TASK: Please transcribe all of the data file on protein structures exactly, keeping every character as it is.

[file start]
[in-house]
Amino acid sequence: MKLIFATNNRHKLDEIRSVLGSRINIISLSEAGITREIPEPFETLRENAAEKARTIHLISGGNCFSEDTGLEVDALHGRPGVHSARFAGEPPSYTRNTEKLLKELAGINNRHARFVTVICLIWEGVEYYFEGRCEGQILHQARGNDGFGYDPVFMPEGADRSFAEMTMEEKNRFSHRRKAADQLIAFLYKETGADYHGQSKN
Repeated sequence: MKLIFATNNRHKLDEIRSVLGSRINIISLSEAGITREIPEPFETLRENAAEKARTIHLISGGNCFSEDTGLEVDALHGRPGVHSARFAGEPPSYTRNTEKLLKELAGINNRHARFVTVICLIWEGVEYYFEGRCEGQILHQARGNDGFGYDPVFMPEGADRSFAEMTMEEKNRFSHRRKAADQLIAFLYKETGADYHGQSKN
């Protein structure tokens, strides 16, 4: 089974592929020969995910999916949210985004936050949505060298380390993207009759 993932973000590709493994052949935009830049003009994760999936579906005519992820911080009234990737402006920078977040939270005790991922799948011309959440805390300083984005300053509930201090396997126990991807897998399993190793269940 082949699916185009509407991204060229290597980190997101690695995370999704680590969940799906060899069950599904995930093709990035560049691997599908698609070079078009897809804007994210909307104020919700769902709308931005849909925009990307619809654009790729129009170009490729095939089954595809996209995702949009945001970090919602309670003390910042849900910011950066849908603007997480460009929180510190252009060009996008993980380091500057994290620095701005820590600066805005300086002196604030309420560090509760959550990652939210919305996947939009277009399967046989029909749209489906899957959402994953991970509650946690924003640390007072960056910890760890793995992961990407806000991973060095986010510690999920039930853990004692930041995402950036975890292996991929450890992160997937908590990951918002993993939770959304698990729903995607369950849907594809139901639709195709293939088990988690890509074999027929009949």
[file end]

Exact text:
[in-house]
Amino acid sequence: MKLIFATNNRHKLDEIRSVLGSRINIISLSEAGITREIPEPFETLRENAAEKARTIHLISGGNCFSEDTGLEVDALHGRPGVHSARFAGEPPSYTRNTEKLLKELAGINNRHARFVTVICLIWEGVEYYFEGRCEGQILHQARGNDGFGYDPVFMPEGADRSFAEMTMEEKNRFSHRRKAADQLIAFLYKETGADYHGQSKN
Repeated sequence: MKLIFATNNRHKLDEIRSVLGSRINIISLSEAGITREIPEPFETLRENAAEKARTIHLISGGNCFSEDTGLEVDALHGRPGVHSARFAGEPPSYTRNTEKLLKELAGINNRHARFVTVICLIWEGVEYYFEGRCEGQILHQARGNDGFGYDPVFMPEGADRSFAEMTMEEKNRFSHRRKAADQLIAFLYKETGADYHGQSKN
């Protein structure tokens, strides 16, 4: 089974592929020969995910999916949210985004936050949505060298380390993207009759 993932973000590709493994052949935009830049003009994760999936579906005519992820911080009234990737402006920078977040939270005790991922799948011309959440805390300083984005300053509930201090396997126990991807897998399993190793269940 082949699916185009509407991204060229290597980190997101690695995370999704680590969940799906060899069950599904995930093709990035560049691997599908698609070079078009897809804007994210909307104020919700769902709308931005849909925009990307619809654009790729129009170009490729095939089954595809996209995702949009945001970090919602309670003390910042849900910011950066849908603007997480460009929180510190252009060009996008993980380091500057994290620095701005820590600066805005300086002196604030309420560090509760959550990652939210919305996947939009277009399967046989029909749209489906899957959402994953991970509650946690924003640390007072960056910890760890793995992961990407806000991973060095986010510690999920039930853990004692930041995402950036975890292996991929450890992160997937908590990951918002993993939770959304698990729903995607369950849907594809139901639709195709293939088990988690890509074999027929009949």